Now in its fifth year, Northern Voice 2009 came to the UBC campus as strong as ever. The two-day personal blogging and social media conference sold out in three days, which started the organizers thinking of ways to make it bigger for next year. Admittedly, bigger is going to have to come with a way of preserving the sense of community that makes Northern Voice such a success year after year. Indeed, most of the attendees remarked that what keeps them coming back is the chance to connect with their online community in a distinctly analog way. For myself, it was the first time being in attendance, so although I can’t compare to the experience of past years, I can speak to first impressions and memorable moments.
Over the span of the conference, keynote speakers would kick off the start to each day. Flickr co-founder Stewart Butterfield was the first one up on Friday: he reminded us that what the Internet did was make computing relationship-based. In an age when most CPU cycles are spent on talking to people, participating in the online world is no longer considered abnormal. On the contrary, the online environment is becoming an increasingly important avenue through which identity is shaped – with blogging and social media at that forefront. With Butterfield reminding us of why he loves the Internet, the cheery mood of the morning then led to assigning sessions for the crowd-sourced ‘unconference’ track of the conference. Sticking with Northern Voice tradition, any attendee could pitch an idea for a session that they would then lead, leaving room for the spontaneous amidst the planned. The unconference sessions were diverse, and included discussions about mobile hacking, environmental awareness, and whether Barack Obama used social media to win. Between all that was going on, it was at hard to decide which sessions to attend, and I ended up having to choose quickly between a variety of excellent presentation topics. I found myself at a graphic representation and iconography workshop, where I traded in my laptop for markers and paper. I also listened to a great discussion about gender, and how it manifests online. In the afternoon, I learned about responsibly navigating the sea of confusion that surrounds borrowed content. The day left me full of food for thought, with Saturday promising to be just as stimulating.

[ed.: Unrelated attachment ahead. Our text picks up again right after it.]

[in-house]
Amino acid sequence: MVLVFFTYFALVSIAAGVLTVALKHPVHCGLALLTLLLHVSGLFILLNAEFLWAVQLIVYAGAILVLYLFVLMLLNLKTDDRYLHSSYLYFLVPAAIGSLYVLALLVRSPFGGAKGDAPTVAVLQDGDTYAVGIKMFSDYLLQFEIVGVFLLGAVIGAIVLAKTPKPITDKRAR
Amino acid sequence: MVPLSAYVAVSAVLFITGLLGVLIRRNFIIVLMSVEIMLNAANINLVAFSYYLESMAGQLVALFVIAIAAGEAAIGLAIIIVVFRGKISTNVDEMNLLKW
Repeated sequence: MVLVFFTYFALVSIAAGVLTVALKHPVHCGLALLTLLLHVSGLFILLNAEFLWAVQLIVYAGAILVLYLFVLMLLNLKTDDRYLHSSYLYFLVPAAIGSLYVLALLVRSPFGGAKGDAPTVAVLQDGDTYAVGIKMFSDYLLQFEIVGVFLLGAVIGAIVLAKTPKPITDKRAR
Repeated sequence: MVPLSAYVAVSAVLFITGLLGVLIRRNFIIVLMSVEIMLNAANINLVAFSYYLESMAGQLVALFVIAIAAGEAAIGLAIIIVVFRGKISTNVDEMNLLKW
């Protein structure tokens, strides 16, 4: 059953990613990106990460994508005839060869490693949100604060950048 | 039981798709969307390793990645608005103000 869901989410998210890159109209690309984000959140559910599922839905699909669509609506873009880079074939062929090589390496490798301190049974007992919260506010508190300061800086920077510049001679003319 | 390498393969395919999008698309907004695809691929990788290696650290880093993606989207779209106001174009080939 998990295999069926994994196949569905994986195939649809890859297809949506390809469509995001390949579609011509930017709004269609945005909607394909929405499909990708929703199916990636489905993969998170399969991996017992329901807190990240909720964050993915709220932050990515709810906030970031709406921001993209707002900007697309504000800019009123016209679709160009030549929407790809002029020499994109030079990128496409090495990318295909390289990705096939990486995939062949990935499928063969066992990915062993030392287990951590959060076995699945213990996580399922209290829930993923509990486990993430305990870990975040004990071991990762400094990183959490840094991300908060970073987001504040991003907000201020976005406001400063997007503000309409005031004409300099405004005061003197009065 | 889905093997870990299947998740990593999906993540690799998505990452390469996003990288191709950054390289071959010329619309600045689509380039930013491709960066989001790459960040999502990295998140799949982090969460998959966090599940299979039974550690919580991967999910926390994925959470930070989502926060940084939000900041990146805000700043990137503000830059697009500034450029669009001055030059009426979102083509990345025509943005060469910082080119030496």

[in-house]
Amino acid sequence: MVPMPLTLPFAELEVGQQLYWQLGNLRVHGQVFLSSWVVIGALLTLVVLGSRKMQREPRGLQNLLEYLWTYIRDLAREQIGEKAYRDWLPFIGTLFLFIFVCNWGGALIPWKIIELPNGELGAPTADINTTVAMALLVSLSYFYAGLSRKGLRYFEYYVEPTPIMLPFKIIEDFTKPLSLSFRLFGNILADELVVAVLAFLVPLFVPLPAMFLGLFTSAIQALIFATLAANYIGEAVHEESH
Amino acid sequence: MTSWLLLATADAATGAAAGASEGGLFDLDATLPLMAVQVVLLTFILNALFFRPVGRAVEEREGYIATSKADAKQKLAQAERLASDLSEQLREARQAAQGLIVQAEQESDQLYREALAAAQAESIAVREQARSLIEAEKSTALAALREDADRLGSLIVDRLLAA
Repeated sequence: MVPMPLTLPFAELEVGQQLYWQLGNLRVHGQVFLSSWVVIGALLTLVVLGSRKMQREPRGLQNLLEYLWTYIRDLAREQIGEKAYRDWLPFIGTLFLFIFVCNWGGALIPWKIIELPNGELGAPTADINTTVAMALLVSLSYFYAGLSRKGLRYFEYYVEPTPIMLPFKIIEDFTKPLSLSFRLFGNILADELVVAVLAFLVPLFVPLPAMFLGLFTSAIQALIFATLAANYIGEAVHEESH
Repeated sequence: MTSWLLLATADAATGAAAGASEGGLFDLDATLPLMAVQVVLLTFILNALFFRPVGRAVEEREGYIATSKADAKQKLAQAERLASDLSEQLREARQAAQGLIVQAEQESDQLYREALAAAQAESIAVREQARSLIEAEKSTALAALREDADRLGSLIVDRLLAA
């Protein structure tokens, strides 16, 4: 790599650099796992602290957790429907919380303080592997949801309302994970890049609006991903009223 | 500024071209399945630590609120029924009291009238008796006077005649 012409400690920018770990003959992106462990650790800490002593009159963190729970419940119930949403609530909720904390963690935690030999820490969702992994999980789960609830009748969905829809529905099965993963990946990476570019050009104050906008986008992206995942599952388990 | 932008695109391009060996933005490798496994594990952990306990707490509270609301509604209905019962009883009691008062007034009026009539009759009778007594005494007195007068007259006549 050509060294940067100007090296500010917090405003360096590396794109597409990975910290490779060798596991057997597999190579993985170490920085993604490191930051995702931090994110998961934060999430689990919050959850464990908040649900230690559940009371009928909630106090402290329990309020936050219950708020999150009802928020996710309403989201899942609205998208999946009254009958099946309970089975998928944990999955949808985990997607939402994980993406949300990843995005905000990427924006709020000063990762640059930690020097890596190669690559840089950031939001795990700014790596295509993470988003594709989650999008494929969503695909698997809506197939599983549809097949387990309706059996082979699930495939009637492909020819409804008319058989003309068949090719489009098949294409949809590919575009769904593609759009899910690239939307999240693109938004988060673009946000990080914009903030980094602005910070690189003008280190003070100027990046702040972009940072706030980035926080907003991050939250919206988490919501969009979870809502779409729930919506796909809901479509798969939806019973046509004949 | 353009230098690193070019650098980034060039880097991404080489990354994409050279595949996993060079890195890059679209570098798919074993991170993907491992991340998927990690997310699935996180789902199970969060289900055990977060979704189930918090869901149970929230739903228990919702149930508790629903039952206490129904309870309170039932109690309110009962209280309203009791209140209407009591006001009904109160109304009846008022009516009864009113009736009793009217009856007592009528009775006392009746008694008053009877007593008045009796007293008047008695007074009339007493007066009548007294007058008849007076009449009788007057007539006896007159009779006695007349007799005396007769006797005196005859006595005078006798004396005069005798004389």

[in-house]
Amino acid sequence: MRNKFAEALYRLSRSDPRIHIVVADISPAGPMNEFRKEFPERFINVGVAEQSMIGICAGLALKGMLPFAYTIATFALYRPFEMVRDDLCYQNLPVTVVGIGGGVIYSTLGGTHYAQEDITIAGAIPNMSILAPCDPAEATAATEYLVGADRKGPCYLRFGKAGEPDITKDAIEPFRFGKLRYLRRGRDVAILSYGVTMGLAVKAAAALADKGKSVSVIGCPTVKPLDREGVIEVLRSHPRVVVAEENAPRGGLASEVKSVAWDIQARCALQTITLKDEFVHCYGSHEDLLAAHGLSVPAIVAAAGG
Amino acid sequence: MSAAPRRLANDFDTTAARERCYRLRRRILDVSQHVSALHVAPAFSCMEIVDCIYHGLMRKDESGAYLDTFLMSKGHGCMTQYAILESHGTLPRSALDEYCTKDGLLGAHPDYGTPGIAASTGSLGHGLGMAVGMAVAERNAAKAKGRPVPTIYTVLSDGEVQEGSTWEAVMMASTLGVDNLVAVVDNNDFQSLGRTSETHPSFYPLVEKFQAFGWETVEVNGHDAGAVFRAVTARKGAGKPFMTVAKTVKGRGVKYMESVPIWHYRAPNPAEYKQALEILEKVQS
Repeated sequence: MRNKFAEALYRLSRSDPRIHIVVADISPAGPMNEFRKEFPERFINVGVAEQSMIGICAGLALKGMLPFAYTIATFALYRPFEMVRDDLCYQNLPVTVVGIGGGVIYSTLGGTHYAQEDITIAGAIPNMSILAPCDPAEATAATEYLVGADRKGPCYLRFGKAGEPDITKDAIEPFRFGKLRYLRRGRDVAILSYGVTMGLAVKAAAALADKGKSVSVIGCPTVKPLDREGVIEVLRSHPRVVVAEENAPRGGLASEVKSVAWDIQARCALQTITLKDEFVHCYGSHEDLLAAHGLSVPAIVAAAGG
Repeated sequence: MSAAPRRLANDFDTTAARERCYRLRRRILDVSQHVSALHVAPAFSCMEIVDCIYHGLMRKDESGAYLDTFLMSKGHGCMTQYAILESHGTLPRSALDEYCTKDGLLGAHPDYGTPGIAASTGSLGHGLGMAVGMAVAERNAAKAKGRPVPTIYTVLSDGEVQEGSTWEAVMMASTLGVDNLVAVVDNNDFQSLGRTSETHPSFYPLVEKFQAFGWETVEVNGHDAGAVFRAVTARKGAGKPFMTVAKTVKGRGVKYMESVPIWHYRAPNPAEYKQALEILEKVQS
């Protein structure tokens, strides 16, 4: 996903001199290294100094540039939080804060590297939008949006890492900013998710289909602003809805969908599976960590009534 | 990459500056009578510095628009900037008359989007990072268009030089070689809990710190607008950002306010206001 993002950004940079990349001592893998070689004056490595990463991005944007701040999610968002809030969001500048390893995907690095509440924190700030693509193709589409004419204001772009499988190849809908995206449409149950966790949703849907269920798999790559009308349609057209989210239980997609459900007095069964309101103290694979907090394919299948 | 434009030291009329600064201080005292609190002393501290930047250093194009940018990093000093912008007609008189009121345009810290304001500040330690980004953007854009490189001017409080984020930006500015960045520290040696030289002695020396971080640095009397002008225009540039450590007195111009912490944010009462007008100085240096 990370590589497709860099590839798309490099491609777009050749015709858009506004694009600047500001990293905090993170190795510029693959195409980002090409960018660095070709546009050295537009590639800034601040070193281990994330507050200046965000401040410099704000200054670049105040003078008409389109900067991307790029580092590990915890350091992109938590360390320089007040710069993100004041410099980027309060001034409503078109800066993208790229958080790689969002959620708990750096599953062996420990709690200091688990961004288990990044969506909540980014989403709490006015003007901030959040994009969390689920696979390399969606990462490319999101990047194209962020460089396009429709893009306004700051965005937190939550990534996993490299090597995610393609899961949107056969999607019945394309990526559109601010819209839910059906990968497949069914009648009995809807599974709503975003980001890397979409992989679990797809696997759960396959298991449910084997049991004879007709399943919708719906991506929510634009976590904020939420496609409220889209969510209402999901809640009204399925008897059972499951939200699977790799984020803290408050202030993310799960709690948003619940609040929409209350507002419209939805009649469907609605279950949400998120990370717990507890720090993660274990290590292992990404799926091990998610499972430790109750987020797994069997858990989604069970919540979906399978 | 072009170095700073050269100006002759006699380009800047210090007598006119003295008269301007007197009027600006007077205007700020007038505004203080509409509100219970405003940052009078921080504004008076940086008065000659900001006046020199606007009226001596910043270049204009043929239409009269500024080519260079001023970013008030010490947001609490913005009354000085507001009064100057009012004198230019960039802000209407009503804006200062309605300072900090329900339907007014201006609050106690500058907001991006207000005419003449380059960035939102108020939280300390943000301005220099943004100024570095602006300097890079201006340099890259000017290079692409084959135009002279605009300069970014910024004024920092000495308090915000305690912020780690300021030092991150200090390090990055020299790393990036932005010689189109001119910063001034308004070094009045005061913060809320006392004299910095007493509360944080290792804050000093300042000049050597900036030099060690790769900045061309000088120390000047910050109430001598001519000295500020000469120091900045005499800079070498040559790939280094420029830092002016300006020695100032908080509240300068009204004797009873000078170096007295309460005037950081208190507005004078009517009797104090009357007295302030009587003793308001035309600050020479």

Saturday started off with CBC’s Nora Young, who delivered a brilliant keynote address that focused on the ways in which technology affects the ‘ecology of information’. Young made salient points about how the power of the Internet has changed our relationships with business, consumption, and media. These changes also influence social organization, and while we are just seeing the beginnings of these shifts, they are already becoming important for bringing about a more participatory culture. After her, Rob Cottingham had the audience laughing with a speech called Teh Funny (watch it here), in which he discussed all the things that make social media unintentionally amusing. Since what falls under the rubric of ‘social media’ is in many ways still in its infancy, its milestones often end up being instances of ‘continuous arguable improvement’. It is out of this notion of progress that much humor emerges, which Cottingham captured beautifully in his speech. Energized by the morning, the day moved quickly – I listened to a marketer’s perspective of social media, to bloggers talking about their online lives, and to an exploration of why profound art is hard to come by on the Internet. The post-conference wrap-up served as a well-deserved thank you to the group of volunteers who make this event a reality, and with it a humbling sense of community.
My experience at Northern Voice wouldn’t be what it was without all the spontaneous talks, connections, and moments that manifested during coffee breaks and in between sessions. After one particularly stimulating session that discussed the intersections between virtual and physical spaces, the facilitators invited us to dance. It was that moment of letting go and being that reminded me of the fact that expression – whether through words, code, or bodies – is a human need, and that Northern Voice is a way to explore that need in a creative, mixed-media way.